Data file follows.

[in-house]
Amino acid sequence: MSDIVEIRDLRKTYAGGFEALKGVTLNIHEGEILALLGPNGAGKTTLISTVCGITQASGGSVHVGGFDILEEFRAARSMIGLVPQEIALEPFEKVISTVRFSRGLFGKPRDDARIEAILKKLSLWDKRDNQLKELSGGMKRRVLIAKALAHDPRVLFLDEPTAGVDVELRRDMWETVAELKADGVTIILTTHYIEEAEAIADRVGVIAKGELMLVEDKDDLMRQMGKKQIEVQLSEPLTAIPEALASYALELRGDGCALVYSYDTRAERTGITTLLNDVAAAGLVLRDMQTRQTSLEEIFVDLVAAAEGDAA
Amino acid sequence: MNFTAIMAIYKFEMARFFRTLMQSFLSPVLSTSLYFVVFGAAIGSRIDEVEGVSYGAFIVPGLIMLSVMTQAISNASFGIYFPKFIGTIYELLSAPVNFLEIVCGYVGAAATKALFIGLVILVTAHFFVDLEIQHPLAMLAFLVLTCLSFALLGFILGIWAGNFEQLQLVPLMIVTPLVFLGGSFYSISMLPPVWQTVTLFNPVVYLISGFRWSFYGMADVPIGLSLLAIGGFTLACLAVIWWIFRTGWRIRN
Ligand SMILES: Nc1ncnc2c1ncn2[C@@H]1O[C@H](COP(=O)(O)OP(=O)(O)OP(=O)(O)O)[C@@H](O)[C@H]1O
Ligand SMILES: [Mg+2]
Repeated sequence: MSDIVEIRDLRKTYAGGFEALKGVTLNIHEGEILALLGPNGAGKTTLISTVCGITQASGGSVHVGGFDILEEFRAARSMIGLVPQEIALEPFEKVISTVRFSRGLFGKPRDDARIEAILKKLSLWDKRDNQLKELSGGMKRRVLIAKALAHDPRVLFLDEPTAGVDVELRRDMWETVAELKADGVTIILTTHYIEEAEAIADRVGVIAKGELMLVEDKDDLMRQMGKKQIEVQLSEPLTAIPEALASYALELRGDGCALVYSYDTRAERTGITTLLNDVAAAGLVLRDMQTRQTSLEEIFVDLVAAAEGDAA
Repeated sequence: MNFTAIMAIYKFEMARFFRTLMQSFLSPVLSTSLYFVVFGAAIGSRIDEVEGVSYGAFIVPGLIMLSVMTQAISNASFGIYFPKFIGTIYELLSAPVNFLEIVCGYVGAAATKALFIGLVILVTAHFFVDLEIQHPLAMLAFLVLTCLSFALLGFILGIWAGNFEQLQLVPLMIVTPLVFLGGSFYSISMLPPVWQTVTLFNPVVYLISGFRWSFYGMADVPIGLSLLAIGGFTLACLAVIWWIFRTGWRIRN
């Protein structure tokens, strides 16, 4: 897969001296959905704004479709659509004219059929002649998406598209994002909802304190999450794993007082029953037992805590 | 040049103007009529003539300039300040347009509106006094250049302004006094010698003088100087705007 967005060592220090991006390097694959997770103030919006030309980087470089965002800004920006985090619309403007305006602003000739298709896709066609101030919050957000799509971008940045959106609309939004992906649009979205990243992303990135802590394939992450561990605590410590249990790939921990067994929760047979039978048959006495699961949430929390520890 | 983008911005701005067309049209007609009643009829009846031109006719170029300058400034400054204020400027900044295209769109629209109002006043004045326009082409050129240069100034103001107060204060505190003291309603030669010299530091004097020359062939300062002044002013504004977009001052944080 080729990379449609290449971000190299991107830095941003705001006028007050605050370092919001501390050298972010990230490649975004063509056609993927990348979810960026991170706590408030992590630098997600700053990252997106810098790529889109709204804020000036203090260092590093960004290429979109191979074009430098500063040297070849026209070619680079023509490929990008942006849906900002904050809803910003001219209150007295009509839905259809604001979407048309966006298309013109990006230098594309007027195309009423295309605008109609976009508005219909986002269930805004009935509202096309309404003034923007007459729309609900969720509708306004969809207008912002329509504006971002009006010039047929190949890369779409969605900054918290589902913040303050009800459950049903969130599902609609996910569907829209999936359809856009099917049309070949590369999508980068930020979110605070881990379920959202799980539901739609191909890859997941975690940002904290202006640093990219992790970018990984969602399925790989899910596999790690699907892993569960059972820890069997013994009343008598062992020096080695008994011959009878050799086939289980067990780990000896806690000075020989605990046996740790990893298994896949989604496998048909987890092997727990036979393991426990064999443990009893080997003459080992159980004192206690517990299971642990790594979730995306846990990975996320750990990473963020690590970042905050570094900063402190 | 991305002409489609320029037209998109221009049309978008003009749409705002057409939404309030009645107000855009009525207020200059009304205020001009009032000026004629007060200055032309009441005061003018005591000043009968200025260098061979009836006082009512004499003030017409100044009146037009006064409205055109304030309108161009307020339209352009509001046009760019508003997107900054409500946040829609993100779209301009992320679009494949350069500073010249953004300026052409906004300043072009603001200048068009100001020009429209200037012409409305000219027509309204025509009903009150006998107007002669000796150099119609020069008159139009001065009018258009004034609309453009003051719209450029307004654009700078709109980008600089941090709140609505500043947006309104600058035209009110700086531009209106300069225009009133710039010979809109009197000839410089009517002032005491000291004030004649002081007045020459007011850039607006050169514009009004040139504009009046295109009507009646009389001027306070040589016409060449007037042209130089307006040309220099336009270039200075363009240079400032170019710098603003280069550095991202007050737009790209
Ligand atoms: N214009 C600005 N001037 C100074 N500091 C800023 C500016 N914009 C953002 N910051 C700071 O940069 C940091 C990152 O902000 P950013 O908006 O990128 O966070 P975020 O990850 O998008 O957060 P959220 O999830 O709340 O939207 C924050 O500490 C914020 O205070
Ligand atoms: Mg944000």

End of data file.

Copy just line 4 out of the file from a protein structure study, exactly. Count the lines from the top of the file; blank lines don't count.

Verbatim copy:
Ligand SMILES: Nc1ncnc2c1ncn2[C@@H]1O[C@H](COP(=O)(O)OP(=O)(O)OP(=O)(O)O)[C@@H](O)[C@H]1O